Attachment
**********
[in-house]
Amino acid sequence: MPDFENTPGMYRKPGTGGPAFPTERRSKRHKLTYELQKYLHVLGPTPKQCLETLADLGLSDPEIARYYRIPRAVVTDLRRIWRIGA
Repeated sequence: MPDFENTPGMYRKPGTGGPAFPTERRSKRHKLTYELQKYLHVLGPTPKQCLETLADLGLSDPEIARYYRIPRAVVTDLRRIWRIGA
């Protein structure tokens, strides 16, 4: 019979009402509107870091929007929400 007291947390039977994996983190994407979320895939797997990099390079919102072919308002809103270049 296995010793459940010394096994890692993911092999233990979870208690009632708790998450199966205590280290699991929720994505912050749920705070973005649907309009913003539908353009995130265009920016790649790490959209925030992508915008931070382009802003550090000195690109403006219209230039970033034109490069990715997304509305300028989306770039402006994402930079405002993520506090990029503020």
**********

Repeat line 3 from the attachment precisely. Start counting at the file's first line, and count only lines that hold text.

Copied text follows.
Repeated sequence: MPDFENTPGMYRKPGTGGPAFPTERRSKRHKLTYELQKYLHVLGPTPKQCLETLADLGLSDPEIARYYRIPRAVVTDLRRIWRIGA